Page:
19 made, I have been informed, in as far as an order has been issued by the

20 Chamber for this to be done. Therefore, I would like to kindly ask the

21 Trial Chamber to allow for this to be done so that the pain of my client

22 can be alleviated and so that he can sit outside in the corridor during

23 the break. Thank you very much, Your Honours.

24 JUDGE PARKER: Thank you for bringing that matter to our

25 attention, Mr. Petrovic. It would be unwise of the Chamber to make an

Page 2834

1 order without first receiving some report or advice on the situation. But

2 we will ask the court officer to make inquiries and let us have a view

3 about it.

4 MR. PETROVIC: [Interpretation] Thank you very much, Your Honour.

5 [Trial Chamber confers]

6 JUDGE PARKER: If the -- we've lost him again. We need the

7 witness, yes.

8 [The witness entered court]

9 JUDGE PARKER: Good afternoon, Doctor. I'm sorry you've had to

10 wait so long, but we've now concluded the previous witness. If I could

11 remind you of the affirmation you took at the beginning of your evidence,

12 it still applies.

13 Yes, Mr. Re.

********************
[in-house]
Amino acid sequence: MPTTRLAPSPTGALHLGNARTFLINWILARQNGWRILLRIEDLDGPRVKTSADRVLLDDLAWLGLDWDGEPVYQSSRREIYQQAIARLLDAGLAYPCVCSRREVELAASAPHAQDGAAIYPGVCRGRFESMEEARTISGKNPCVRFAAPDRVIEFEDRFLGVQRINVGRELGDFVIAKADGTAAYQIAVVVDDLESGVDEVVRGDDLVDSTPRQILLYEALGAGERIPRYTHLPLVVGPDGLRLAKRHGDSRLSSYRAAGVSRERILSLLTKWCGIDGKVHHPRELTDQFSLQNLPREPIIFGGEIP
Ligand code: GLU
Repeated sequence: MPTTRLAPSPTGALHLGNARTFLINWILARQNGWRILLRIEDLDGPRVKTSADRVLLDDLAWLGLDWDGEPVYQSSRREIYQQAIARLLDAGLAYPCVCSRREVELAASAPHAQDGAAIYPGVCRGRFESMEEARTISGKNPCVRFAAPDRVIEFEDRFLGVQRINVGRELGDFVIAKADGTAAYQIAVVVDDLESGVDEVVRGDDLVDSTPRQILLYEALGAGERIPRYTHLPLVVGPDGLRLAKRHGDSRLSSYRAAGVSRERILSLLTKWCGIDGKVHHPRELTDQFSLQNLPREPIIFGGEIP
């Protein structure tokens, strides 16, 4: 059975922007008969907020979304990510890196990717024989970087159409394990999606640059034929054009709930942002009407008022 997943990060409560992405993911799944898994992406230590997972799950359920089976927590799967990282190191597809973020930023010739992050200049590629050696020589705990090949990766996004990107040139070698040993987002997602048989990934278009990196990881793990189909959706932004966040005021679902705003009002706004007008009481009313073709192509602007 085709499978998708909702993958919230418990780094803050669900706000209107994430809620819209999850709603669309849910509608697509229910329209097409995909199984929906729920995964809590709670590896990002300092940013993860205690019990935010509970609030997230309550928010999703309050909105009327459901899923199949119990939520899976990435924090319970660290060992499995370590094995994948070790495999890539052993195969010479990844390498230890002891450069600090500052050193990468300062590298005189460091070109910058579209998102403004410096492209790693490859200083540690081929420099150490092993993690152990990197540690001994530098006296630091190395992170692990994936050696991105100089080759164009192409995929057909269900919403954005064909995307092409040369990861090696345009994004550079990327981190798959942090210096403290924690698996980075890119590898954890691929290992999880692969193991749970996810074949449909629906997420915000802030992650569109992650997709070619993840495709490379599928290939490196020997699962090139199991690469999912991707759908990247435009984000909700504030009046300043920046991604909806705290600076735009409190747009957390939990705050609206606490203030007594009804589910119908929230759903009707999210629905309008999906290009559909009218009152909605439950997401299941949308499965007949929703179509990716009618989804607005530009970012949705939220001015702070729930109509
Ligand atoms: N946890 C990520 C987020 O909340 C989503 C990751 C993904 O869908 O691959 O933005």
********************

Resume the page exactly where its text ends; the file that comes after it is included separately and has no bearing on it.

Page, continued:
15 [Witness answered through interpreter]

16 Examined by Mr. Re: [Continued]

17 Q. Dr. Ciganovic, yesterday when we were -- when you were giving your

18 evidence about the death of Pavo Urban, you referred to your diagnosis --

19 of you being able to make a diagnosis on the basis of signs of

20 haemorrhaging on his body. What are the signs of haemorrhaging that

21 enabled you to make that diagnosis? And before you answer, can the

22 witness please also be given access to MFI 70 and 71 from yesterday.

23 A. When haemorrhaging is the cause of death or blood vessels are

24 emptied out -- blood vessels in the body to the extent that this brings

25 about a condition usually known as ischaemia of tissue and organs. And

Page 2835

1 this is the cause of death -- the immediate cause of death. This happens

2 while the body is still alive, because in order for haemorrhage to occur,

3 the heart must still be functioning. When a dead body is injured, blood

4 passively flows out of the injury but the blood vessels in the more remote

5 sections of the body are not emptied out to the same extent as is the case

6 when an injury is inflicted while the victim is still alive and therefore

7 suffers haemorrhage.

8 Q. Can you please have a look at photograph MFI 71, which is photo

9 74, which you told the Trial Chamber yesterday was a photo taken before